I'm glad you enjoyed the hub...it is certainly a fun topic to ponder, and I love to think about how people came up with these ideas in the first place. Thank you for the comment, also, the dog hangs with me while I do my own stargazing. :)
Civil War Bob from Glenside, Pennsylvania on March 02, 2012:
Well done hub, stephaniedas. You started my thinking on various aspects of astronomy that I haven't considered since my high school days back in the 60s. Great photo of the dog, too!
Stephanie Das (author) from Miami, US on February 25, 2012:
That is an awesome question, though I'm not sure I have an answer for you. I have always found my info from books and magazines, so I don't know much about the online astronomy world. If you could find that information anywhere, ti would be on the NASA website, though. Seems like a pretty difficult thing to figure out, as scientists still haven't mapped out all of the universe. Write bac if you figure something out!
ASTRADEVA on February 20, 2012:
what can you tell me of the timelines of the epochs of time, i.e. where we were in the galaxy at a certain (earth)time, is there a web address concerning this topic,
Stephanie Das (author) from Miami, US on January 22, 2012:
So true! We owe it to our ancestors that we have been able to advance as far as we have, and every day we lay the foundation for the future, whether they be positive or negative. What a great comment!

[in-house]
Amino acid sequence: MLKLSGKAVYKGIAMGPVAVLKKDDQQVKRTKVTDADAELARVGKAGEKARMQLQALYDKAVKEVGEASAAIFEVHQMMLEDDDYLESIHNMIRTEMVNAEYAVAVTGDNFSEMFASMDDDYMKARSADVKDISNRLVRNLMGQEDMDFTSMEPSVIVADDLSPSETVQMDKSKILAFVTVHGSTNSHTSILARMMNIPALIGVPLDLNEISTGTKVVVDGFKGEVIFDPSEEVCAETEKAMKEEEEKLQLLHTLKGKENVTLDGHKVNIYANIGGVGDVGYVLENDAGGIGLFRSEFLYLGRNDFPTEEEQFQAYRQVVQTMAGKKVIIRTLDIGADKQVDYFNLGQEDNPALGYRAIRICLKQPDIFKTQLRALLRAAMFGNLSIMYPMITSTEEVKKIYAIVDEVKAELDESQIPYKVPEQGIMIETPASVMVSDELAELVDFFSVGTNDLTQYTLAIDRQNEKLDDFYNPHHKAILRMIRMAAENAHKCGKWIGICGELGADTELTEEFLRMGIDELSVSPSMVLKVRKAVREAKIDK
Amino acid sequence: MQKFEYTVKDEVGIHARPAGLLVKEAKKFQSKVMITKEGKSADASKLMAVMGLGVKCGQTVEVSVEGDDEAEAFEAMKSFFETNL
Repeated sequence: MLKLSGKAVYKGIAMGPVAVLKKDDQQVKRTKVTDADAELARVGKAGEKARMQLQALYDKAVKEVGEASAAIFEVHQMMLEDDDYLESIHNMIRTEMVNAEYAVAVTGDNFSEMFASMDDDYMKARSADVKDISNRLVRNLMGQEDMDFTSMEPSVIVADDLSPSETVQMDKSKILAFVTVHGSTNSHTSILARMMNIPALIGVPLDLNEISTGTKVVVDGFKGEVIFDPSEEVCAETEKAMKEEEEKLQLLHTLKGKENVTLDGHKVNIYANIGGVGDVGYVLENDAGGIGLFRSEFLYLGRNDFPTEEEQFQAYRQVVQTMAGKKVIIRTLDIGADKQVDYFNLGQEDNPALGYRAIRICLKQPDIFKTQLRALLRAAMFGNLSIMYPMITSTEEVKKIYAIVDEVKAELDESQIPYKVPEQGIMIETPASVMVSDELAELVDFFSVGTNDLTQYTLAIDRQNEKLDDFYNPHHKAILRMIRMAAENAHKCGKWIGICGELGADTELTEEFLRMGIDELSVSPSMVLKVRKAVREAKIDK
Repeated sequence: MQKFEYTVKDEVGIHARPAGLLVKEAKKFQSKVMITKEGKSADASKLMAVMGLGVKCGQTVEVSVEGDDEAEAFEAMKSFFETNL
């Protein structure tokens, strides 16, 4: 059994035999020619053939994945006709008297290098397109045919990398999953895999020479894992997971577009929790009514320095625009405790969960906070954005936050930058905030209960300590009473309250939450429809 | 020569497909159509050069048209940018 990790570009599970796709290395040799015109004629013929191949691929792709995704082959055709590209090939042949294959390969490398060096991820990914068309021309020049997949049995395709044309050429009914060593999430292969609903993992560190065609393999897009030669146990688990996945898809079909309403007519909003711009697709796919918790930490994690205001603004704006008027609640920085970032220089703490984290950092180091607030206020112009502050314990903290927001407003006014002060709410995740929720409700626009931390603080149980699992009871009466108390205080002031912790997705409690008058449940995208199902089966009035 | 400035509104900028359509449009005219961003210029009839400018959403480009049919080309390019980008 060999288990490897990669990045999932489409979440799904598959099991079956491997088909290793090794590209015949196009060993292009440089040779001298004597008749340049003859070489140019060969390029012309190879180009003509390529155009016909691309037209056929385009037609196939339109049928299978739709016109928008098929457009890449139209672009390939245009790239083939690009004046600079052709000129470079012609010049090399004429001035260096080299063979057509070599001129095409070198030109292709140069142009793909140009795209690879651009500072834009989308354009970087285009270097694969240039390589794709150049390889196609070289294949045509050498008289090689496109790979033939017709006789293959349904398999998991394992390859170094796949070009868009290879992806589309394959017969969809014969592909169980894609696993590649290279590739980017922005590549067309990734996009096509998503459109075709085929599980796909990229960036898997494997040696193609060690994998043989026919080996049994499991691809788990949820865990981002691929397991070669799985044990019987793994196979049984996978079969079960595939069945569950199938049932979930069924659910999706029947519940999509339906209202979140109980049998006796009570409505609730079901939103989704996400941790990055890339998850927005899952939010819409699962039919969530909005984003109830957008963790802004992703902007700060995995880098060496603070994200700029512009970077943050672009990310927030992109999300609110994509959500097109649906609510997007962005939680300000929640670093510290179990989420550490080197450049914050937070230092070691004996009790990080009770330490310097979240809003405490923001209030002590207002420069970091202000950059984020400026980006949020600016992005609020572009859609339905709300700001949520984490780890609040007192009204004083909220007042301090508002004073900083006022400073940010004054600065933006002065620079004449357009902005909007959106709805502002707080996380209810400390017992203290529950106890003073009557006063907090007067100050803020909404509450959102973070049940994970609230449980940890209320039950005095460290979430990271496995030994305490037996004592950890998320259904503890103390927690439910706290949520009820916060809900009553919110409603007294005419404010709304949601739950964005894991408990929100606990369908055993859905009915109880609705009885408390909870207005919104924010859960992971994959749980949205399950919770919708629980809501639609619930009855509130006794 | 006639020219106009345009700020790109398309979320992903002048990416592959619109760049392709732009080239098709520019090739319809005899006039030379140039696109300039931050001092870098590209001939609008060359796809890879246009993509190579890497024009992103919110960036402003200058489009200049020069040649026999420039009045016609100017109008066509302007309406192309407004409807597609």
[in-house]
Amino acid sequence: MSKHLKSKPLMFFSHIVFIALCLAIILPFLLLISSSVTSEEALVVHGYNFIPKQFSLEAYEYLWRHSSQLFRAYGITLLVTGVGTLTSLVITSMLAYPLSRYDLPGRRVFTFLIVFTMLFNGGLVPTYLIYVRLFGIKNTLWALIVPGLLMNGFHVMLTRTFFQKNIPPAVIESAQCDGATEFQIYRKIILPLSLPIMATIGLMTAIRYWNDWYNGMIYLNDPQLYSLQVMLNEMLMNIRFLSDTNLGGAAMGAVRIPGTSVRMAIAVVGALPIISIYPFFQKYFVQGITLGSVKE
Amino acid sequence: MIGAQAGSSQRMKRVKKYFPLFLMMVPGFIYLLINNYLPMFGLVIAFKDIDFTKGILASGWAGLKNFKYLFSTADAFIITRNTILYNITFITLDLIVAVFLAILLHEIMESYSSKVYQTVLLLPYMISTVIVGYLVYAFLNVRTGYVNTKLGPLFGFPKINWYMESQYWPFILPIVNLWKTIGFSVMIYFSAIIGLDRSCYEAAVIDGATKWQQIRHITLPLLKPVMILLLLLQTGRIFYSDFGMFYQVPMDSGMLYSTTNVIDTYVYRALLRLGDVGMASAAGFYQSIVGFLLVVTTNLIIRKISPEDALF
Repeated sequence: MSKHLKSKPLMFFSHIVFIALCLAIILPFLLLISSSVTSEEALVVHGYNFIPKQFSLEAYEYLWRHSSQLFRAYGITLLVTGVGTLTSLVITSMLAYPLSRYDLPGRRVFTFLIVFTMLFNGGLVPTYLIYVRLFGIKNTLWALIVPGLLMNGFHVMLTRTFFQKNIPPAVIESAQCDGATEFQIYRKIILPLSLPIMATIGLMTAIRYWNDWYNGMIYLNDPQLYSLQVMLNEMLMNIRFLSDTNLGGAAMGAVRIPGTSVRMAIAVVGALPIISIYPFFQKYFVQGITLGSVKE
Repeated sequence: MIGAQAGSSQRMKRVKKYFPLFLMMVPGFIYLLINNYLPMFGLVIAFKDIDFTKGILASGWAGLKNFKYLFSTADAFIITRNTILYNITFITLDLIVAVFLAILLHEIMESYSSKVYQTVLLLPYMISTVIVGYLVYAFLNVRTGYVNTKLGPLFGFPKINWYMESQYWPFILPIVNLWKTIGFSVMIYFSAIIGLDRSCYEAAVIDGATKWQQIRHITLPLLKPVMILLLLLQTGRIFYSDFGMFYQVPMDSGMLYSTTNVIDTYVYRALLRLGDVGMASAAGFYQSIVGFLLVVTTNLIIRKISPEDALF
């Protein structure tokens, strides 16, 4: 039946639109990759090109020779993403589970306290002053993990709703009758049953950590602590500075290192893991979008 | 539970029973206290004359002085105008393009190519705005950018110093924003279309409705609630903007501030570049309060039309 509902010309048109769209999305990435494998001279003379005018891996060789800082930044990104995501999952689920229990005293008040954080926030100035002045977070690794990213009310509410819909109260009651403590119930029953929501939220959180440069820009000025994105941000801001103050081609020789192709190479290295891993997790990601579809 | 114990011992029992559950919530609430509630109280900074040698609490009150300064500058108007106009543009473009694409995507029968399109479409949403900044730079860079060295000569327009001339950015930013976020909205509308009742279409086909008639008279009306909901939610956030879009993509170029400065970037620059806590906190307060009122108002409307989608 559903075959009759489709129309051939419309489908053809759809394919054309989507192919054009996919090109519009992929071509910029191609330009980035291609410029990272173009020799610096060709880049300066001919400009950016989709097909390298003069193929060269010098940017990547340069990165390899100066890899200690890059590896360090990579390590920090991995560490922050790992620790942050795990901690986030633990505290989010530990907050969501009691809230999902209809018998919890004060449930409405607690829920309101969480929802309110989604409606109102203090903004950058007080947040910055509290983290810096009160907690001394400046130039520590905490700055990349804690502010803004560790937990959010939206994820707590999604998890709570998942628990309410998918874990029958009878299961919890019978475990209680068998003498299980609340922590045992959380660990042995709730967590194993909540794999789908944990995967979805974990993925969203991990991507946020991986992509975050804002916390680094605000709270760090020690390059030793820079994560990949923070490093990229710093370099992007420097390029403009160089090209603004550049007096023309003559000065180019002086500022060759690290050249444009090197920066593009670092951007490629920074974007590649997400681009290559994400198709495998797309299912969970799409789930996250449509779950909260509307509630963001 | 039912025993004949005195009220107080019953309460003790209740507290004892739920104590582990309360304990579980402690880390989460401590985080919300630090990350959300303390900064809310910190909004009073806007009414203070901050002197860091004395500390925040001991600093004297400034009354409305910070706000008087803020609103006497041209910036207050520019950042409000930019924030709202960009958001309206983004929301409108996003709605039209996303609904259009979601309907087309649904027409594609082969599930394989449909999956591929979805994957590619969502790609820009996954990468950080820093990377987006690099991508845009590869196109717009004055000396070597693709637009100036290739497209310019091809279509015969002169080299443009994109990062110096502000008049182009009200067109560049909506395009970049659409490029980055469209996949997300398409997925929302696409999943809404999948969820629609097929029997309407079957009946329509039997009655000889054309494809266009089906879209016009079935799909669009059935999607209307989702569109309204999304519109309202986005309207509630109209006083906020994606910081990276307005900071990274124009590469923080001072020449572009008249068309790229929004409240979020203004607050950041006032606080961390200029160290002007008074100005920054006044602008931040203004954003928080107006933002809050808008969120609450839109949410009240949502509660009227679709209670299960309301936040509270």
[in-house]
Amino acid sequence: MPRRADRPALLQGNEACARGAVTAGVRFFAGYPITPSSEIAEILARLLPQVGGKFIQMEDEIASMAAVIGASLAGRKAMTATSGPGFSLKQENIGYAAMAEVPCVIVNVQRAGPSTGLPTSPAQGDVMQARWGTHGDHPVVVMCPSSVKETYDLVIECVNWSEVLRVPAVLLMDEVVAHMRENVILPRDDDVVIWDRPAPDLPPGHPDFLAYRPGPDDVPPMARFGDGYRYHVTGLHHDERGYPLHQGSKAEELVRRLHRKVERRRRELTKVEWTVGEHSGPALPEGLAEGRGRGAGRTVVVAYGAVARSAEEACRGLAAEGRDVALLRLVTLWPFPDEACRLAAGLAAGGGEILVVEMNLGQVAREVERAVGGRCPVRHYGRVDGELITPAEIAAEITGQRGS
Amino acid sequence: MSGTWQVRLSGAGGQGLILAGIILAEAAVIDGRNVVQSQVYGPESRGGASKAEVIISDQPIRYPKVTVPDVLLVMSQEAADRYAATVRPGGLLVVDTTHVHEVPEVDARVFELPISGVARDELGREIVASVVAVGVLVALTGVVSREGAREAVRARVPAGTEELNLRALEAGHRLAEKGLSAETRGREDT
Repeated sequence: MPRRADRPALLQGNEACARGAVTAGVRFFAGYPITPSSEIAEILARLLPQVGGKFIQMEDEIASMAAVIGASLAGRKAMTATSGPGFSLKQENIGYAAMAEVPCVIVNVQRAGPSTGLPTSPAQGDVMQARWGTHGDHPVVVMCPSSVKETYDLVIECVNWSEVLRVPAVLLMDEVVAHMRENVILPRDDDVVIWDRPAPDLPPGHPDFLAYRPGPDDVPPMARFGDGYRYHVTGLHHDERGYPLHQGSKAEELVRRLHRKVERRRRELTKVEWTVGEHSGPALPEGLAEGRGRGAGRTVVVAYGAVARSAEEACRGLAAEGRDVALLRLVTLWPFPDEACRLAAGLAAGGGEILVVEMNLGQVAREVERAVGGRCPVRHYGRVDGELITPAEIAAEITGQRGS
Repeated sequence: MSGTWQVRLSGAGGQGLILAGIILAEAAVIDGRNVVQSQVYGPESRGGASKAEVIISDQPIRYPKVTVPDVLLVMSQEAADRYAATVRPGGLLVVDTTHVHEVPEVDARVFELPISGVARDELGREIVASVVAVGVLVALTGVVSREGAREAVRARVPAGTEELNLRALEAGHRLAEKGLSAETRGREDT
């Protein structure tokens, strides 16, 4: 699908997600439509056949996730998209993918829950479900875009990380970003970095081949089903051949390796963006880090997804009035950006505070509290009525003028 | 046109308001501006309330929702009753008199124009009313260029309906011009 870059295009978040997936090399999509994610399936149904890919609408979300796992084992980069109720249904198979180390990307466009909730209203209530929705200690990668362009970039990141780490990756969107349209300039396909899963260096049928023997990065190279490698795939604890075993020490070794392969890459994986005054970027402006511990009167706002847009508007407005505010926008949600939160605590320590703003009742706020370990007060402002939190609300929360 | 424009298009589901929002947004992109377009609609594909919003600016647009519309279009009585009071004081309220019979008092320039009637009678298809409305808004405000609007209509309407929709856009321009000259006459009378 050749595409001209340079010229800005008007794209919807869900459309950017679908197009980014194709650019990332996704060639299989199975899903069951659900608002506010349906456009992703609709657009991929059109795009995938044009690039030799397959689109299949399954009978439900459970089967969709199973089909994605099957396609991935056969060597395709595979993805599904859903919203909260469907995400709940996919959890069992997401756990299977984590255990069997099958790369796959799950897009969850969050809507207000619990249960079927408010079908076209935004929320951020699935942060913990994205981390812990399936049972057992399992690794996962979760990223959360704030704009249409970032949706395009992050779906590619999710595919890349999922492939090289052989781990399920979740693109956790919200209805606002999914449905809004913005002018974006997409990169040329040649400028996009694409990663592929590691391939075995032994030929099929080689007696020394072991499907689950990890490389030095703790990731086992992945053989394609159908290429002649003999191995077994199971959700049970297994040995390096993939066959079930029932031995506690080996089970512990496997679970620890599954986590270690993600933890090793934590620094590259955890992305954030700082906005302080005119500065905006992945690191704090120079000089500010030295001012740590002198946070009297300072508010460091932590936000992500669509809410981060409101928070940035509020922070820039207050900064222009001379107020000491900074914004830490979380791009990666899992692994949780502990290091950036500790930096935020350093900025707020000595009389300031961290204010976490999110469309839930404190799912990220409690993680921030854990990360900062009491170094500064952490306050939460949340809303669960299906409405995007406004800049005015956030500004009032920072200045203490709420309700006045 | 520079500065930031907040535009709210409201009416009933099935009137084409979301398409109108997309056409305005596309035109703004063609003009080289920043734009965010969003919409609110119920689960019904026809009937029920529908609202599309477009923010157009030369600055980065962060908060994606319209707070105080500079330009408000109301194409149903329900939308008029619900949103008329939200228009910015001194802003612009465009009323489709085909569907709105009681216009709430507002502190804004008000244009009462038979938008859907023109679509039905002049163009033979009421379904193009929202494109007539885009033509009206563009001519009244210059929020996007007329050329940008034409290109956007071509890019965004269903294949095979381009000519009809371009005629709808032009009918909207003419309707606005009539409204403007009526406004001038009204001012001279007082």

Carinae Majoris from London, United Kingdom on January 13, 2012:
This is the testament to human thought. Humans never come up with the correct theory straight away, but after years and years of careful deliberation, we can now conclude we are part of a heliocentric model. Brilliant!
Stephanie Das (author) from Miami, US on September 28, 2011:
I know, you look at the evidence they had and it's like, "Wow, this guy was a genius!". I think its incredible when someone can come up with something that everyone else thinks is foolish and promote it, like Copernicus and Galileo did.
Christopher Wanamaker from Arizona on September 28, 2011:
It's really amazing to think about these scientists and the things they were able to come up with using only primitive instruments and observation. I love ready about this stuff.